Foster Farms VP: It's about the process used to reduce Salmonella
Broiler producer has reduced the prevalence of Salmonella on the chicken parts it produces by over 80 percent since its products were linked to a human illness outbreak
Dr. Robert O’Connor, senior vice president, technical services, Foster Farms, said, “I am not going to give you a recipe for reducing Salmonella prevalence on chicken parts. I am not going to advocate any products. I am going to give you the process we went thorough to lower the incidence of Salmonella on poultry parts. It isn’t about what product you use, but the process you use to evaluate the products.”
He told the audience at USPOULTRY’s seminar, “Microbial Control in Second Processing,” that while Foster Farms has succeeded in meeting the goal set for it by USDA’s Food Safety and Inspection Service (FSIS) of reducing Salmonella incidence on its broiler parts from its pre-outbreak level of 25 percent to 5 percent of less, its journey continues.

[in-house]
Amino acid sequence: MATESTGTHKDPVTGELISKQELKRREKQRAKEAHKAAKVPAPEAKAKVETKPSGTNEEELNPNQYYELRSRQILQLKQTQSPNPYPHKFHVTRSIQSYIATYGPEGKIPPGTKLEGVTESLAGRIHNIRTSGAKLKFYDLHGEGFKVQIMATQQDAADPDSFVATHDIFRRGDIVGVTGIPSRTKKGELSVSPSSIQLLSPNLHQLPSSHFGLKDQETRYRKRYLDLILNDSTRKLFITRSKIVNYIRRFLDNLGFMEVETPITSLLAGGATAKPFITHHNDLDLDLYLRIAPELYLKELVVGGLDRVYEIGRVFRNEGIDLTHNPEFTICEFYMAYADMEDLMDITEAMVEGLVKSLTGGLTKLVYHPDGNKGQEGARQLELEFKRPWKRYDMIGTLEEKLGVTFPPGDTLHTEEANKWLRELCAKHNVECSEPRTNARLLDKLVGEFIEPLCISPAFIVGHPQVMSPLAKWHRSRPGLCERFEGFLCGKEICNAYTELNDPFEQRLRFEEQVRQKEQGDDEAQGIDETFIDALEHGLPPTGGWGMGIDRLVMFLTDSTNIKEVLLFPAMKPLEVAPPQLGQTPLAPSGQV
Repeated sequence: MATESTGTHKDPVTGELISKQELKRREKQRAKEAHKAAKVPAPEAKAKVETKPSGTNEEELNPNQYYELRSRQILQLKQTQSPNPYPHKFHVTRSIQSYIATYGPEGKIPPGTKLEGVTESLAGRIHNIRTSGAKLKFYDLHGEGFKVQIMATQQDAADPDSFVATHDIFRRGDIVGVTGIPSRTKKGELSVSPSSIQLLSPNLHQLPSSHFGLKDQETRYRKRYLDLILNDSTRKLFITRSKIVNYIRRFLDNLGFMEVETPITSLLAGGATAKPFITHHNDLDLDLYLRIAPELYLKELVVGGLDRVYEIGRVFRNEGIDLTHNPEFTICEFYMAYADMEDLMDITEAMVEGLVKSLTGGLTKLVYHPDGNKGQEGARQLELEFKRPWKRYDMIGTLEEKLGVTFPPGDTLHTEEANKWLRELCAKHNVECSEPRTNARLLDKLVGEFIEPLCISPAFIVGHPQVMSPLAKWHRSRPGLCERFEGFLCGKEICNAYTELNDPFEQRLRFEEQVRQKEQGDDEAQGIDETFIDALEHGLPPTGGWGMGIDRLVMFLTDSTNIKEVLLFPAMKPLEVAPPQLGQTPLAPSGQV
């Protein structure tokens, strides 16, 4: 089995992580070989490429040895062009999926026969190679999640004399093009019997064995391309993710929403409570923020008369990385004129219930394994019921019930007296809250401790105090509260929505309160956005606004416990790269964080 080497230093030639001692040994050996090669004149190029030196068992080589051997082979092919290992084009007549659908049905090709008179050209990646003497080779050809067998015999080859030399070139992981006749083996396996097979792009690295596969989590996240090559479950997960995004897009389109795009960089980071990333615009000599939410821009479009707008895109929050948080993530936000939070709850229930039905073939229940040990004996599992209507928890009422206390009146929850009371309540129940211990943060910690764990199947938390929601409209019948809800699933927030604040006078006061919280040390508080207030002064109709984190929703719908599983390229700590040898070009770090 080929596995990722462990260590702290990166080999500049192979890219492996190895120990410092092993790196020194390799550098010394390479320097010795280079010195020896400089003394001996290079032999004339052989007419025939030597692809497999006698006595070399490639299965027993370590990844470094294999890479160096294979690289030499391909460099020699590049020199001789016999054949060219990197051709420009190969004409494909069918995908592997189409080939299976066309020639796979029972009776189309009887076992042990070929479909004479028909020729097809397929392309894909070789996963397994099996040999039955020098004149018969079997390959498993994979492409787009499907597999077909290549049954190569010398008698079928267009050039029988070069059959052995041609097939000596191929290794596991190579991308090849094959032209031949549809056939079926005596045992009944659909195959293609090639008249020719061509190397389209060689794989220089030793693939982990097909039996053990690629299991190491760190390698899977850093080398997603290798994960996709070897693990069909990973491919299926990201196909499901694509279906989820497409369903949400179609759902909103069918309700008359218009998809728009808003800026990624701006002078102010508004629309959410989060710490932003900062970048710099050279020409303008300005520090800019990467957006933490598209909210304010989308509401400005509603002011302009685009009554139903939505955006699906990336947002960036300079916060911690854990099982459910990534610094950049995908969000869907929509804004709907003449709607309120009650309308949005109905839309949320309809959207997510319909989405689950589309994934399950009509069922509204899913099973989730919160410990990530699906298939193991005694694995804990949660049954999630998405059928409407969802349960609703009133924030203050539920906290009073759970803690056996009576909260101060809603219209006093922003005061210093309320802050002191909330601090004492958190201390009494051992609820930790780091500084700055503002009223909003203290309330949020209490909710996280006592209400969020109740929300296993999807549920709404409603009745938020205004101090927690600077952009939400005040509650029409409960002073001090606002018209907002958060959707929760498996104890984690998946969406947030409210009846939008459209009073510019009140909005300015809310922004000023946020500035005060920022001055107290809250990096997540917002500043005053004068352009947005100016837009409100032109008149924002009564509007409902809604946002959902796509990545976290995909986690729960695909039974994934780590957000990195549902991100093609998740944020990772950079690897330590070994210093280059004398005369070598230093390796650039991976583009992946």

“We reached our goal, but now we have to maintain it,” O’Connor said.
O’Connor said that when his company was first contacted by USDA and the Centers for Disease Control and Prevention (CDC) about the outbreak and the suspected link to Foster Farms’ broiler products, Foster Farms’ personnel spent both time and energy pushing back against the agencies. He said, “That didn’t work; I wouldn’t recommend that approach.” He suggested that any processor in that situation should engage the people from those agencies. He said that, eventually, Foster Farms met with CDC personnel at the agency headquarters in Atlanta, not just on teleconferences. He said that forming these relationships helped him and the rest of Foster Farms’ team to understand all of the data the agencies had and let them see that everyone was trying to solve a public health problem.
O’Connor shared data on Salmonella results for carcasses and parts for the firm’s three California broiler processing plants. The company was notified of the outbreak in October of 2013. He said that within six months, in April of 2014, all three plants had Salmonella incidence rates on parts below the goal given to them by USDA of less than 5 percent. The company has managed to keep its Salmonella incidence on parts down around 2 percent through the remainder of 2014, according to data O’Connor reported.